I reached to the back of my head and then squinted at my hand, which seemed to be covered in an inordinately large amount of blood. I also noted that the water swirling into the drain was more crimson than clear. Everyone knows that anatomically, the
skin on the head is a little on the thin side and physiologically the blood pressure in the head is slightly higher than it is elsewhere in the body. It therefore seems reasonable to assume that a whole lot of blood can force its way out of a comparatively small wound. Everyone also knows the reason so much blood is sent to the head is because the human brain needs so much energy. Judging by the volume I was losing, compounded by the rate of the flow, I had either sustained more than a small wound or my brain was the size of the Chicago Bean.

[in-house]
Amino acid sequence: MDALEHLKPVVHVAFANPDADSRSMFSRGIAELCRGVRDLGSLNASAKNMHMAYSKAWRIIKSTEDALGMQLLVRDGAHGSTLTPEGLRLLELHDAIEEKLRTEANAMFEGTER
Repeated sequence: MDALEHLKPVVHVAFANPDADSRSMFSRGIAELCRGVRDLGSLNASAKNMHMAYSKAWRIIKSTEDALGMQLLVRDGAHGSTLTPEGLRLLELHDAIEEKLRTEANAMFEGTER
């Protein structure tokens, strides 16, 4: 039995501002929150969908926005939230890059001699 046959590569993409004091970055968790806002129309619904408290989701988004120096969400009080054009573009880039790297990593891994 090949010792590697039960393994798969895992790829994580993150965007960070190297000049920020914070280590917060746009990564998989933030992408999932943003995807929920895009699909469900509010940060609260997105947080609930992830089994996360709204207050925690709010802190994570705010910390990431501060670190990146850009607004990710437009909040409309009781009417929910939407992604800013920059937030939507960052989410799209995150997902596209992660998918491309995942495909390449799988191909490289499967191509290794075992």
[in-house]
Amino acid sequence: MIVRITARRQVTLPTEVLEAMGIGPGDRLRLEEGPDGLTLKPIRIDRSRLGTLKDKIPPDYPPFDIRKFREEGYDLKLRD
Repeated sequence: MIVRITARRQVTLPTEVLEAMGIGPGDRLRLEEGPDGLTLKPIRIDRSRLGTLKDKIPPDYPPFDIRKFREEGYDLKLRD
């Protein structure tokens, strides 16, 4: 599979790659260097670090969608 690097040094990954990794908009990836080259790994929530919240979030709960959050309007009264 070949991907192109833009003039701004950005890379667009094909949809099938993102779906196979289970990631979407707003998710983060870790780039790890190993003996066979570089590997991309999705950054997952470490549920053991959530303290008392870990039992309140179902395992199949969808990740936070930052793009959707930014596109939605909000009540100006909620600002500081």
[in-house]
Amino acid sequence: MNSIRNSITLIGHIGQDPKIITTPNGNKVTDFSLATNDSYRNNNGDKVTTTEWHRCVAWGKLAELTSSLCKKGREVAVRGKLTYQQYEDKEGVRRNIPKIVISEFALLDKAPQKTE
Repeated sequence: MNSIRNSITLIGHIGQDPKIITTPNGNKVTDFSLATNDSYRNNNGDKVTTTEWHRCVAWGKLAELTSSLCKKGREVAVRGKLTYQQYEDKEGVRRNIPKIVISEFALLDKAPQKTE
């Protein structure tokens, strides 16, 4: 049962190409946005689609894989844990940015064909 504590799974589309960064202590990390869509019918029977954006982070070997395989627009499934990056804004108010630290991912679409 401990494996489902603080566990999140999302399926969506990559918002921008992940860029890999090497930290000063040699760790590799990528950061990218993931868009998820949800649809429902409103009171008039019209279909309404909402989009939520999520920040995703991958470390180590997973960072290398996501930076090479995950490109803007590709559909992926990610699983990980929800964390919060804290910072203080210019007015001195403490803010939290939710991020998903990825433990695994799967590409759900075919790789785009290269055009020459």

Max Logan’s insecurities have consumed her to the point that she has allowed them to skew her perceptions of people and
circumstances. She has grown progressively more bitter, sarcastic, and solitary since her divorce and feels as though she has spent a lifetime getting the short end of the stick through no fault of her own; still she trudges on. Things can always get better, right? Of course, it’s hard to cultivate optimism when she finds herself dead; the victim of a D.I.E (Death in Error) caused by an
overeager Grim Reaper in Training. She brokers a deal to be sent back to Earth as a temporary substitute for the Superintendent of Spiritual Impediment. Can a girl who can’t recognize her own problems rectify the issues of the living impaired? Or will she discover that concentrating on their issues gives her a new perspective on her own?
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